Before I finished "Hour of the Bees" I received this text from my extraordinary volunteer, Mrs. Warland:
She couldn't be more right. Right about the wow-factor and so right about the tissues.
Rising 6th grader, Carol and her family go to the desert from Albuquerque for the summer with the intent to pack up and move her grandfather, Serge, "a crotchety, demented, thousand-year old man" off the family ranch to an assisted living home. While Serge suffers from dementia, Carol struggles to figure out so much more. There in the openness of the ranch, Carol discovers that she is "...nothing...less than a smudge on the pages of the world's history, tiny on the number line of forever. The lost sheep, Alta, Serge's dementia, even junior high -- everything seems laughably small."
The language in this book is incredibly rich and as beautiful as a New Mexico sunrise. I cannot believe that this is Lindsay Eager's first book. I can't even imagine what other "Once upon a times" are in her future.
"Death hangs on Serge like a wet towel, tangled in his salty-white hair, dripping down his shoulders..."
"Stories don't end," Serge says. "They just turn into new beginnings." And this book, my friends, is one story you will not want to end. Beware also to those around you, for if they don't give you time and space to relish in this novel tell them it will become "the witching hour."
This is one of those books that is not strong in just one story element. Not only is the setting vividly described and plot riveting, there is strong character development--a supportive and hard working mom, a dad who is trying to come to terms with his past in the present, an older teenage sister, Alta (need I say more?), an adorable baby brother, an adventurous grandmother and Grandpa Serge. Carol grows so much in this one summer that what she feared in June just doesn't seem important any more. "I don't think I've gotten braver; I think I've just found other things to be scared of than tripping in the lunchroom or walking down the wrong hallway."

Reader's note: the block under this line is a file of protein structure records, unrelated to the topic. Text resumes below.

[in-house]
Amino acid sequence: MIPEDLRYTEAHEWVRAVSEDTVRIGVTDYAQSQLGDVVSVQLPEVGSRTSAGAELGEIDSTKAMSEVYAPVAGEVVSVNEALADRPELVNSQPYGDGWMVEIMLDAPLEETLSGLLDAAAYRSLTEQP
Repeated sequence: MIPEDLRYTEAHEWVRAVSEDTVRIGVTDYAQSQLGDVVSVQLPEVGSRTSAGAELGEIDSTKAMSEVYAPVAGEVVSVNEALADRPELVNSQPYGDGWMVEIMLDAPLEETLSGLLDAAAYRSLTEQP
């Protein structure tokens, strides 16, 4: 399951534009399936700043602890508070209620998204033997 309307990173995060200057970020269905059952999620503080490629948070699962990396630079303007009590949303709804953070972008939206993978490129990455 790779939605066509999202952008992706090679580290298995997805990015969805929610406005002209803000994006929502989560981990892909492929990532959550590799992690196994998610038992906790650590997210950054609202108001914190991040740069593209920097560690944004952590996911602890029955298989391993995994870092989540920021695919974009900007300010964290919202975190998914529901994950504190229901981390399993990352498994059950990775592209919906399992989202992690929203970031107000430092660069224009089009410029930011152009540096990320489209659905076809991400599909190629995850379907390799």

The magic in this book seems so real that I almost forgot to mention it. It's there alright but weaved in so well that this book could define the magical realism genre.
We had a great book group last night. The sun was setting. We were four people in a vast open parking lot munching on chips and salsa. Close your eyes and you could almost believe we were having a snack on the ranch while waiting for Mom's delicious Mexican themed dinner to be ready. And yes, Mrs. Warland joined us!
Three kids, three favorite characters:
"Rosa because she is adventurous."
"Serge because he has great stories."
And Carol "because no matter what she'll never give up on Serge."
Mrs. Warland chimed in on how much she admired Mom.
And finally, I asked for words to describe the book:
...with two strong themes: "Live life to the fullest and be grateful for what you have." Personally, I can't even tell you how I truly learned those lessons this summer. Thank you, Lindsay Eager, for the beautiful reminder.